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Jets' DBs want to strip balls from Charger receivers

New York Jets cornerback Darrelle Revis, left, and

New York Jets cornerback Darrelle Revis, left, and safety Kerry Rhodes look on during football practice. (Jan. 14, 2010) Photo Credit: AP

If you can't cover 'em, strip 'em.

That's how the Jets plan to stop the Chargers' high-flying passing game. As Jets defensive backs coach Dennis Thurman pointed out, when the receivers are scraping the clouds at 6-5 and the defensive backs are topping out at 5-11, "there's not a whole lot from a physical standpoint that you can do. The NFL doesn't allow you to wear lifts in your shoes or platform heels to help you out.''

That is where the ancient art of stripping comes into play, meaning "to knock the football out of another player's hands,'' generally by any means legally available.

"The strip is a lost art among defensive backs, but we still teach it around here,'' said Thurman, a Cowboys cornerback for eight seasons (1978-85) who came from the Ravens' coaching staff along with Rex Ryan before the start of the season.

"When the ball's in the air, you gotta get up there and somehow separate the hands from the ball,'' Thurman said. "Doesn't matter how you do it; the main goal is the football winds up on the ground.''

That is what the Jets' defensive backs have been working on this week in preparing to cover Chargers wide receivers Vincent Jackson and Malcom Floyd, both 6-5, and tight end Antonio Gates, a mere 6-4 but 260 wide-bodied pounds.

In a sense, it involves a technique that the Jets' aggressive secondary, led by ball-hawking corner Darrelle Revis, would be loath to acknowledge - conceding the football to the hands of a Chargers receiver before attempting to knock it loose.

"They're big guys,'' cornerback Lito Sheppard said, "and [quarterback] Philip Rivers does a good job of getting it up there for them to use their size.''

"In that case, you just gotta play their hands,'' said safety Kerry Rhodes, at 6-3 the Jolly Green Giant of the unit.

"Even if the receiver jumps and gets his hands on the ball over you, he's still got to bring it down. That's when you got to play through his hands and knock the ball out when he comes down. Use anything you got: hands, helmet, fist, anything.''

For this game more than any other all season, the focus is on the Jets' secondary, because the Chargers possess perhaps the most potent quick-strike air attack in the game. They led the AFC in scoring, Rivers was the conference's highest-rated passer, and Jackson and Gates each amassed more than 1,100 receiving yards.

If you can stop the Chargers through the air, chances are you can stop the Chargers. The running game, led by the once-great LaDainian Tomlinson and Darren Sproles, ended the season mired in 31st place among 32 teams, gaining 1,423 yards, or only 21 more than Thomas Jones.

"This is probably the best corps of receivers we've faced,'' Revis said. "But this is a game right here where you get excited because you know you can make plays. You know the ball is gonna be thrown and you can make some interceptions. For the secondary, we gotta be licking our chops back there.''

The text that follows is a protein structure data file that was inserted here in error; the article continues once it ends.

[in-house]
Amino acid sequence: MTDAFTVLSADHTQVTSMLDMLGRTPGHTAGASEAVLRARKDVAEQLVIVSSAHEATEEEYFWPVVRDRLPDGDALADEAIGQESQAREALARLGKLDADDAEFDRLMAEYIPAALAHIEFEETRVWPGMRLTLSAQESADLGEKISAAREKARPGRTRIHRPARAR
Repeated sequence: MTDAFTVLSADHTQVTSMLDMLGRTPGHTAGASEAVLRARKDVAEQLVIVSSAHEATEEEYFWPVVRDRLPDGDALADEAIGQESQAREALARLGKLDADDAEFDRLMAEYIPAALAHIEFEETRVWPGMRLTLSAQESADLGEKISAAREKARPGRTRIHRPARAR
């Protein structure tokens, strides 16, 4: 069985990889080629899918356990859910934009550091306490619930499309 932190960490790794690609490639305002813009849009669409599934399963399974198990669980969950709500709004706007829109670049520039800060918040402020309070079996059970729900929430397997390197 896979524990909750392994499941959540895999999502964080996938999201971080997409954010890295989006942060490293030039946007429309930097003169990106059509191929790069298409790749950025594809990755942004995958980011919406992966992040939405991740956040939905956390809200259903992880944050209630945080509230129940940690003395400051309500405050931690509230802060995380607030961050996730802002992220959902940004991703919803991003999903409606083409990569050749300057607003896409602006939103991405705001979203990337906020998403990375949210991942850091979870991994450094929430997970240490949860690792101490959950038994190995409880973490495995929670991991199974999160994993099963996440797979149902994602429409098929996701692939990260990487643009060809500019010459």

Or licking their wounds. Statistically, the 2009 Jets defense was the best in the NFL. It allowed the fewest points of any team in the league, the fewest total yards, the smallest average gain per play and the fewest number of first downs. They were the most difficult team in the league to convert a third down against.

By just about any quantitative yardstick, the Jets' "D'' was the class of the NFL.

But the numbers tell only part of the story. In fact, they may even lie.

Three times during the regular season, the Jets' offense put the game into the hands of the defense, with the team needing just one more stop to lock up a victory.

All three times, the NFL's leading statistical defense allowed the other team to march down the field for the winning score in the final minutes. It happened in Week 5 in Miami, in Week 10 at home against Jacksonville, and only four weeks ago against Atlanta. That was the loss that prompted Rex Ryan to prematurely pronounce his team's playoff chances dead.

Most disturbingly, the Jacksonville and Atlanta losses came at the expense of the secondary, the showcase unit of the Jets' defense.

Arguably the lowest point of their season occurred on the winning play of the Atlanta game, on a fourth-and-goal from the 6. Everyone in the Meadowlands knew the ball was going to Falcons tight end Tony Gonzalez and still, no one could stop him.

Usually, the Jets would put Revis man-to-man on the receiver most likely to get the ball, but the proximity to the end zone prompted the Jets to play a zone, which requires the defensive backs to hold their positions and not follow receivers who go in motion. As a result, Revis said, he and Rhodes wound up on the opposite side of the field from Gonzalez and Roddy White, the Falcons' featured wideout.

"We knew the ball was going to Gonzalez,'' Revis said, "but they found a weak spot in our defense and he caught the ball. I was mad.''

After the game, Gonzalez produced an aerial photo taken from the coaches' booth showing five Jets defensive backs surrounding him, but not one close enough to stop him from easily catching the winning TD pass.

"We gotta be held accountable for that,'' Rhodes said. "When you put yourself in the position of being a great defense, you have to get some of the stops we gave up.''

On Sunday, they get a second chance. The game within the game between the Chargers' passing attack and the Jets' secondary is likely to determine whether the Jets move one step closer to the Super Bowl in Miami or fall in San Diego.

Like the deciding play of the Atlanta game, the Jets know the ball is coming and they know to whom it probably is going.

Now all they have to do is go up and get it.

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